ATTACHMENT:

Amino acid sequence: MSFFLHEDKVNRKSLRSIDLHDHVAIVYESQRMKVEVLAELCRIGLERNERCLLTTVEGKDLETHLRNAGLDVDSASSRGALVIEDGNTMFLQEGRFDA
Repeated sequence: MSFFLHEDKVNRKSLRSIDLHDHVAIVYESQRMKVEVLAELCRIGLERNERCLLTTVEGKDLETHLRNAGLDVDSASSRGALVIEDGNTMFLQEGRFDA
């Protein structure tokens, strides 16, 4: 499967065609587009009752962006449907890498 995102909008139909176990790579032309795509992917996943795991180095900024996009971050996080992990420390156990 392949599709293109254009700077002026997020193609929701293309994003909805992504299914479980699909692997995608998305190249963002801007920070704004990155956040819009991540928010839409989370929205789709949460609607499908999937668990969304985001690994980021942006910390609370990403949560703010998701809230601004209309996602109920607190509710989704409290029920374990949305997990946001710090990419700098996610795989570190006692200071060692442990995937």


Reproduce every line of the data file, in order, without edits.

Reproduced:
Amino acid sequence: MSFFLHEDKVNRKSLRSIDLHDHVAIVYESQRMKVEVLAELCRIGLERNERCLLTTVEGKDLETHLRNAGLDVDSASSRGALVIEDGNTMFLQEGRFDA
Repeated sequence: MSFFLHEDKVNRKSLRSIDLHDHVAIVYESQRMKVEVLAELCRIGLERNERCLLTTVEGKDLETHLRNAGLDVDSASSRGALVIEDGNTMFLQEGRFDA
């Protein structure tokens, strides 16, 4: 499967065609587009009752962006449907890498 995102909008139909176990790579032309795509992917996943795991180095900024996009971050996080992990420390156990 392949599709293109254009700077002026997020193609929701293309994003909805992504299914479980699909692997995608998305190249963002801007920070704004990155956040819009991540928010839409989370929205789709949460609607499908999937668990969304985001690994980021942006910390609370990403949560703010998701809230601004209309996602109920607190509710989704409290029920374990949305997990946001710090990419700098996610795989570190006692200071060692442990995937």